The Ceed Sportswagon Plug-in Hybrid offers standard LED headlights, an audio system with eight-inch touchscreen, a smartphone interface (Android Auto, Apple Carplay) with voice control, dual-zone automatic climate control, smart key, a rearview camera, rain and dusk sensors, rear parking sensors, height-adjustable and heated front seats. For convenience, there's a heated leather steering wheel, a Supervision instrument cluster with a 4.2-inch display, a self-dimming interior rearview mirror, power-folding exterior mirrors, fog lights and 16-inch alloy wheels. Depending on the version, the equipment package also includes, for example, 10.25-inch navigation including the Kia UVO Connect online services, a digital cockpit, leather upholstery, a power-adjustable driver's seat, front seat ventilation, a sensor-controlled power tailgate, a power glass sunroof and 17-inch alloy wheels.
The station wagon's range of assistance features is also comprehensive, with everything from front collision warning to high beam assist included as standard. In addition, depending on the equipment, there is a traffic jam assistant, an adaptive cruise control system with stop-and-go function, an intelligent parking system, a lane change assistant, a cross-traffic warning system and a traffic sign recognition system.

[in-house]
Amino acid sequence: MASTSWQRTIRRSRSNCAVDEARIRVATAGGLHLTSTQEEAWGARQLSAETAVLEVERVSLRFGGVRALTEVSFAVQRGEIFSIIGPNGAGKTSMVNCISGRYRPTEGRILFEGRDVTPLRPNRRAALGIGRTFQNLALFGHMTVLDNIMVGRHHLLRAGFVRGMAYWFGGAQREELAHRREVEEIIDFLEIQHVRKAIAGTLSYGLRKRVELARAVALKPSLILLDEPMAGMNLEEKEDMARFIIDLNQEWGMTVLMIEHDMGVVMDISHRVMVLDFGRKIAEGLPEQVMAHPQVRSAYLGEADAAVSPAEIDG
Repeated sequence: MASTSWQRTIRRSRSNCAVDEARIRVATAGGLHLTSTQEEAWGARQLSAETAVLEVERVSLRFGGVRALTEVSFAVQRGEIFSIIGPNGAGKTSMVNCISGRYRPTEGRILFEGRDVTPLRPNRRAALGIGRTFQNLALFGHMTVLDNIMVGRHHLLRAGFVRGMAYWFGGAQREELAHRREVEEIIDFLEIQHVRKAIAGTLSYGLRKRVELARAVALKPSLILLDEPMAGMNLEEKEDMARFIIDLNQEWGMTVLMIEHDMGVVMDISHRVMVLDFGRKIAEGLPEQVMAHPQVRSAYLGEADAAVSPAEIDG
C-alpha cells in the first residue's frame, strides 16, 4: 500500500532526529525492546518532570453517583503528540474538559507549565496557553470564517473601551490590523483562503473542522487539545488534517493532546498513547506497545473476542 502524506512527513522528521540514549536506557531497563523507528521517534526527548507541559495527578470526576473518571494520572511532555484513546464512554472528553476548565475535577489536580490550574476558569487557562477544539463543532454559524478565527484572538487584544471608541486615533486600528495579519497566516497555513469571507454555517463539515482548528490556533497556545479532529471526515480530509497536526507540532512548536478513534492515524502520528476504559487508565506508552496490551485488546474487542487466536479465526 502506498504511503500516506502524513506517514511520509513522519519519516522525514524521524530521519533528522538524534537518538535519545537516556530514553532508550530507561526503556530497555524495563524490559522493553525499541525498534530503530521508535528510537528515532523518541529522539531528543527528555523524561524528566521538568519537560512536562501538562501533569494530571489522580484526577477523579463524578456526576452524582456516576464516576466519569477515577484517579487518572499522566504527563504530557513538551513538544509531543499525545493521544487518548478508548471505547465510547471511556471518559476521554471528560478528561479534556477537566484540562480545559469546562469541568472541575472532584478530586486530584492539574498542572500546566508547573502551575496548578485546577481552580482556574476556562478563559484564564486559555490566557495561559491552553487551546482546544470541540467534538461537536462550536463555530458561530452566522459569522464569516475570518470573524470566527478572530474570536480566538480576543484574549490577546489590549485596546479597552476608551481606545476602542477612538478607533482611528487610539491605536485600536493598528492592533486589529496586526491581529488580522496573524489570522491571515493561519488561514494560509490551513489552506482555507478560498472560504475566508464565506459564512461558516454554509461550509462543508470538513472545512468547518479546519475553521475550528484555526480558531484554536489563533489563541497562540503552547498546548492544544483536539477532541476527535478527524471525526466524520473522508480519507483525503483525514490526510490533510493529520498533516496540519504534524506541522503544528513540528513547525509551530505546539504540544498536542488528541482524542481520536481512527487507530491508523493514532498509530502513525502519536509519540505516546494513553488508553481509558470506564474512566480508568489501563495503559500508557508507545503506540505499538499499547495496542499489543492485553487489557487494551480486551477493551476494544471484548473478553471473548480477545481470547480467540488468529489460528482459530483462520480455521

The price list for the Ceed SW Plug-in Hybrid starts at 34,990 euros. For this, there is the largely fully equipped entry-level version Vision. The next level up climbs the Spirit variant we drove (36,190 euros). DAB tuner, cross traffic alert and the traffic jam assistant are the main additional extras here. In the top-of-the-line Platinum Edition version, which costs 41,190 euros, the equipment standard includes 17-inch instead of 16-inch alloy wheels, a digital cockpit, navigation system, the three-way folding rear seat, heated rear seats and seat ventilation in the front.
Not a cheap, but inexpensive product
All in all the Ceed SW is not a cheap, but still a good value for money product. The government subsidy also provides an incentive to buy, and the reduced mileage taxation for company cars on the way to work also makes the bill interesting. In addition, Kia takes a top position in the warranty promises. Because where else is there a seven-year warranty?